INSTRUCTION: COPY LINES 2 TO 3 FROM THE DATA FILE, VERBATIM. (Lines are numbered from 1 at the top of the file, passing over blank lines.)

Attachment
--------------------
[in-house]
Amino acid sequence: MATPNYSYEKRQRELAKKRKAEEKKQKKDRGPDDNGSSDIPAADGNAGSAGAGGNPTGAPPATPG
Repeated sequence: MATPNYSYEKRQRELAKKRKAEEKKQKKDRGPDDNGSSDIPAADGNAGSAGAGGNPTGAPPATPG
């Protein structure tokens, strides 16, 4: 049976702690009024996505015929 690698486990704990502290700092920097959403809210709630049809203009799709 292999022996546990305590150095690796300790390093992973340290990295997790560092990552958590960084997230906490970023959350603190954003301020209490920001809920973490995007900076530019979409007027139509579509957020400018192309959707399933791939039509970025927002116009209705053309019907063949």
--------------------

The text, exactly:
Amino acid sequence: MATPNYSYEKRQRELAKKRKAEEKKQKKDRGPDDNGSSDIPAADGNAGSAGAGGNPTGAPPATPG
Repeated sequence: MATPNYSYEKRQRELAKKRKAEEKKQKKDRGPDDNGSSDIPAADGNAGSAGAGGNPTGAPPATPG